During the past decade, residential building envelope leakage areas have decreased due to more effective draftstopping. This has resulted in an unintended consequence – air pressure differences within houses and between houses and the exterior have increased when HVAC systems are operating. Although the airtightness of the building envelope has increased, the expected air change reduction has not occurred due to the induced air pressure effects. Houses with leaky ductwork and unbalanced air flows continue to have high air change rates despite improvements in building envelope construction.
HVAC system induced air change occurs two ways: leaky ductwork and air handlers located outside of the building pressure boundary (Figure 1) and unbalanced air flows due to door closure and inadequate return flow (Figure 2). A subset of the first type of air change also occurs due to air pressure effects within building cavities (Figure 3). This type of induced infiltration results in serious interstitial moisture problems, but does not always constitute a significant interior latent load.
Figure 2: Pressure Effect Due to Unbalanced Air Flows
Figure 3: Air Pressure Effects within Building Cavities
Addressing the uncontrolled HVAC system induced air change requires tight ductwork, sealed air handlers, and balancing the flow between rooms. With tight ductwork, sealed air handlers and balanced air flow, uncontrolled air change can be reduced to near zero.
Ductwork and air handler leakage can be addressed using many techniques that will not be addressed here (except to say that standard duct tape is not one of them). Leakage values of approximately 5 percent (as tested by pressurization at 25 Pa) of total flow or less appear to result in negligible air change when HVAC systems are operating and return system flows are balanced (Lstiburek & Rudd). Numerous federal, state and utility construction programs have promoted duct system and air handler leakage performance specifications in the 5 percent range – a range of duct leakage that appears to be justified based on the field experience to date.
Pressurization effects due to door closure can cause significant air change and comfort problems. Bedroom pressurization relative to hallway/common areas of 10 to 20 Pa is common with single return systems (Tooley & Moyer). These effects can be mitigated using transfer grilles (Figure 4) or jump ducts (Figure 5).
The New Moisture Balance
If the uncontrolled air change is reduced to near zero and replaced with a continuous flow roughly equal to the uncontrolled air change, it can be argued that the net moisture balance should remain unaffected. Adding controlled ventilation does not increase latent loads under this condition.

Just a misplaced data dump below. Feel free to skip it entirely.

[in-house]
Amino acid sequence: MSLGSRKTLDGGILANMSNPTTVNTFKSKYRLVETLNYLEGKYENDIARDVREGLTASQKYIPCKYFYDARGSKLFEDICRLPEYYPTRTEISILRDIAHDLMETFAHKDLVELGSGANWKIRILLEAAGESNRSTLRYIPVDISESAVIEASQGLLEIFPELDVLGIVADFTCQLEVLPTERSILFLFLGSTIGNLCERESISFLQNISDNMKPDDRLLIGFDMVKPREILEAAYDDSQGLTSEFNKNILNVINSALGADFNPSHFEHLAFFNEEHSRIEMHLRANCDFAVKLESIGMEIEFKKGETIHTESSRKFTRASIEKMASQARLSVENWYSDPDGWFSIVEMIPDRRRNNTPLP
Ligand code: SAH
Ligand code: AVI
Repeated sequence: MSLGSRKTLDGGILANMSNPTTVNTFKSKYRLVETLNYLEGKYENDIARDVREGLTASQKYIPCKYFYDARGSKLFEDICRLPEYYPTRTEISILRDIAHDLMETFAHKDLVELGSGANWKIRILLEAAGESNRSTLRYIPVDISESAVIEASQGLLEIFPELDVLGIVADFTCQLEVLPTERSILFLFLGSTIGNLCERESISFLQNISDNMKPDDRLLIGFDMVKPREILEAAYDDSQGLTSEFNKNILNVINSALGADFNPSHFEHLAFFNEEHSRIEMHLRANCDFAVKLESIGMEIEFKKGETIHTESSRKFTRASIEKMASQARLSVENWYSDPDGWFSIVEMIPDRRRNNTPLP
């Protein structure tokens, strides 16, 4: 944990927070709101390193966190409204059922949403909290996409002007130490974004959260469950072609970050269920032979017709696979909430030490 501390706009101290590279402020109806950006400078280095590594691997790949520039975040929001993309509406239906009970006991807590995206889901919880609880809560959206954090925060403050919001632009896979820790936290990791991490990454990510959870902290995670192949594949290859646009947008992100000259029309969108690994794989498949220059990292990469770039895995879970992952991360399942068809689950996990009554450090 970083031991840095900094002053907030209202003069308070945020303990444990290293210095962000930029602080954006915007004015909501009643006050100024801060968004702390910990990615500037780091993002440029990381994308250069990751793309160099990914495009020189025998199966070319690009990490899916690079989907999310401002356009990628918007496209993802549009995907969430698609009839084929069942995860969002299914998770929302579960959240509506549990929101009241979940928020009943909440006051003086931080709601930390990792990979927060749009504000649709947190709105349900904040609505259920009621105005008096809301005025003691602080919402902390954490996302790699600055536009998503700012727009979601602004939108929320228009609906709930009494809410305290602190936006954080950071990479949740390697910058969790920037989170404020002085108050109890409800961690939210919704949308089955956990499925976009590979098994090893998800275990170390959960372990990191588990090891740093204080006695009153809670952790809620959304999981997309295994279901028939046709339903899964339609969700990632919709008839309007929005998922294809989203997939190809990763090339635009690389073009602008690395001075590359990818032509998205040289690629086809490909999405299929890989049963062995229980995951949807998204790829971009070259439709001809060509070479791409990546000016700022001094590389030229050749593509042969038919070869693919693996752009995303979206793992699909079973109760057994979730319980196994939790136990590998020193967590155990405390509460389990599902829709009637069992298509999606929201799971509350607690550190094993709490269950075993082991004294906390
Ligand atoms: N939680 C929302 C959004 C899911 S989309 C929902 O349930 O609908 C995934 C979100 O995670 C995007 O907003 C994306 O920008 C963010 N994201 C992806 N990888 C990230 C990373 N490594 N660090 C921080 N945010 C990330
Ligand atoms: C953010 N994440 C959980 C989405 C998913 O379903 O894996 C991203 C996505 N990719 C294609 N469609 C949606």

However, this is only true during the time of year when HVAC systems regularly operate. During the spring and fall months – during the “part load” seasons - HVAC systems do not regularly operate. Air change drops to between 0.1 and 0.2 ach. The typical house has a very low latent load due to air change during this time. This is fortunate since there is also almost no provision for moisture removal during this time by the HVAC system. Adding controlled ventilation to this condition does constitute a significant increase in the latent load. In fact, the load during this time is almost completely latent because the outdoor dry-bulb temperature is very near to the indoor dry-bulb temperature – and this latent load is effectively doubled in the typical house by adding a ventilation rate of 0.15 and 0.2 ach (the typical ASHRAE Standard 62.2 rate).
Gatley notes that the process of air conditioning consists of approximately 70 percent sensible cooling in the form of temperature reduction accompanied by approximately 30 percent latent cooling in the form of water vapor removal. According to Gatley, at partial load operating conditions which occur for a majority of system operating hours many dwellings in hot humid climates require higher ratios of latent cooling – 40 to 50 percent. This is not possible with standard residential air conditioning equipment.
The latent load problem under part load conditions during the spring and the fall in humid climates is progressively becoming more serious as the typical residential building envelope and its mechanical equipment evolve. The use of high performance window systems (spectrally selective windows – high visible light transmittance, low solar heat gain coefficient) is significantly increasing the time period of part load conditions during the year. This is coupled with equipment with higher SEER and EER ratings with no latent load control. And as a final insult to the house and its occupants, the equipment is typically oversized (on the order of 150 percent or more of total load). Adding controlled ventilation with untreated outdoor air to a house under these conditions almost assures problems – even with tight ductwork, sealed air handlers and balanced air flows.